A new World Bank report has accused African governments of putting in place a web of regulations which strangle business and keep people in poverty. The report was released as some 20 African leaders are discussing poverty and unemployment in the Burkina Faso capital, Ouagadougou.
But they are unlikely to give much of a hearing to the World Bank model.
African Union head Alpha Oumar Konare has rejected "rabid liberalism", saying the market imposes "brutal forces".
This will not come as a great surprise in Lagos, Nairobi or Johannesburg.
Many Africans know only too well that they are unlikely to get good jobs in offices or on the factory floor, no matter how hard they try.
Instead they look to other options. Some make the difficult and dangerous journey to look for work in Europe.
Many more scrape a living in the informal sector - buying and selling anything they can get their hands on.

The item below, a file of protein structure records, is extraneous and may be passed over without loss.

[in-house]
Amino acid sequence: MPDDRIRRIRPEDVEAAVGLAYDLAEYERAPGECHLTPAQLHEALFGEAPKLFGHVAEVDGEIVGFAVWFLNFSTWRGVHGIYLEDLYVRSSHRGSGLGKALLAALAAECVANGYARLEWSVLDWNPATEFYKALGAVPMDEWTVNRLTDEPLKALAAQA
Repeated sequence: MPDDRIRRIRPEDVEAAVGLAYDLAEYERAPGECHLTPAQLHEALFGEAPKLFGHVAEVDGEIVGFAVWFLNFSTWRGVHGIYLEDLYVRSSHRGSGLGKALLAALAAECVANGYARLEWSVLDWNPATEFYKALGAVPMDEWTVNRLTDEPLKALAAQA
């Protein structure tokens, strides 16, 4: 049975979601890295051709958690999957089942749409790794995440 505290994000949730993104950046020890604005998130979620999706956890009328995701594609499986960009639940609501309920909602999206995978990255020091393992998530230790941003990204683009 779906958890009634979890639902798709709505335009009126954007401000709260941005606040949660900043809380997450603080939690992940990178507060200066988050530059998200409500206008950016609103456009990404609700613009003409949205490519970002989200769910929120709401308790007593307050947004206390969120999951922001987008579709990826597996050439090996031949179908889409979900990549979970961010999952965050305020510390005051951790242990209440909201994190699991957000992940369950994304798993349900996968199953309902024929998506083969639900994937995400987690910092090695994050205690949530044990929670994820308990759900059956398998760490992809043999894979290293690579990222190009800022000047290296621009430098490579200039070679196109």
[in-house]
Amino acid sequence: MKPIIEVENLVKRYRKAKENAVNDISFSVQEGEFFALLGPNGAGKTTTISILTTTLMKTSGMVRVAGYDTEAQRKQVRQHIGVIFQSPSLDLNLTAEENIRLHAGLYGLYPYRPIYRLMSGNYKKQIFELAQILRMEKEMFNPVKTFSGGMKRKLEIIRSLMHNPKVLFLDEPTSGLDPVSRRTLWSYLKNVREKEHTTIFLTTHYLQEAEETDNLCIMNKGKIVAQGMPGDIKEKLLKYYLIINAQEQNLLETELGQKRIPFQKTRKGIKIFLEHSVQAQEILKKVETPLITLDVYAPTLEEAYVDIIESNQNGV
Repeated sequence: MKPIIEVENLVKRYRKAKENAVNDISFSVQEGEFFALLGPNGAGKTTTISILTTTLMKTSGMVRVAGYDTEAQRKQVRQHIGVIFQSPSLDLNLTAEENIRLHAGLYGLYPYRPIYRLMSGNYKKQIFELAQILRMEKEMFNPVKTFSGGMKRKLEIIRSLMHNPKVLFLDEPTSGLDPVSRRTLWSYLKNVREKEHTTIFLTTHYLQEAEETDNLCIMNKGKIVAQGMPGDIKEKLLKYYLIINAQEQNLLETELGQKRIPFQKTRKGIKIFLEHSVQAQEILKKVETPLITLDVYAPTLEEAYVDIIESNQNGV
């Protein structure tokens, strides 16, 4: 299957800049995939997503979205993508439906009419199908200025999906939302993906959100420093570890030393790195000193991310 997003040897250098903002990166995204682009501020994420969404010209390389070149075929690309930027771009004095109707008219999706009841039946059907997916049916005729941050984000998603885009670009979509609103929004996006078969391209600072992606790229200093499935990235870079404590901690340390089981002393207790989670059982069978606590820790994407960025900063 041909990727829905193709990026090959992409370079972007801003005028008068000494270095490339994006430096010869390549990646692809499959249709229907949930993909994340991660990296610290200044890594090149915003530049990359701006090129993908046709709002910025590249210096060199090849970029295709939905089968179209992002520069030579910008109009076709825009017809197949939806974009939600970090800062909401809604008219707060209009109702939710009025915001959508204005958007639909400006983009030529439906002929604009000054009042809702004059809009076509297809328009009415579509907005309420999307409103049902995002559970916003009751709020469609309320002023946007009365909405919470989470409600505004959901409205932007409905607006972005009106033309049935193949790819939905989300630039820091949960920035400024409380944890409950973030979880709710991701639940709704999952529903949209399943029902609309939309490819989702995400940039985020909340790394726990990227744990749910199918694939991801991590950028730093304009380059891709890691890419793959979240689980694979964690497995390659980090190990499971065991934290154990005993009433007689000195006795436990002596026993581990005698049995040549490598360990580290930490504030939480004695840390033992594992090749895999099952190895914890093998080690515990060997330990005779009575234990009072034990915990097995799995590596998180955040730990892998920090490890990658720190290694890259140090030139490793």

A report by the World Bank offers an explanation as to why so few young Africans can find what are sometimes called "real jobs" in the formal sector.
The World Bank says that four-fifths of the most difficult countries in the world to do business are in Africa.
In Mozambique, for example, it takes 153 days to start a firm.
In Canada it takes just two days.
It takes 21 procedures to register a business in Nigeria, but just three in Finland.
No wonder firms struggle to survive in Africa, and therefore offer so little hope of employment.
The International Monetary Fund (IMF) has just reported that through privatising state-run firms Tanzania has managed to generate growth of nearly 6% a year.
This compares with the past 30 years of stagnation produced by state-run enterprises.
The question for African leaders is whether they will stick to the statist model many adopted at independence nearly 50 years ago, or whether they will accept the market-orientated formula suggested by the IMF and World Bank, despite its many difficulties.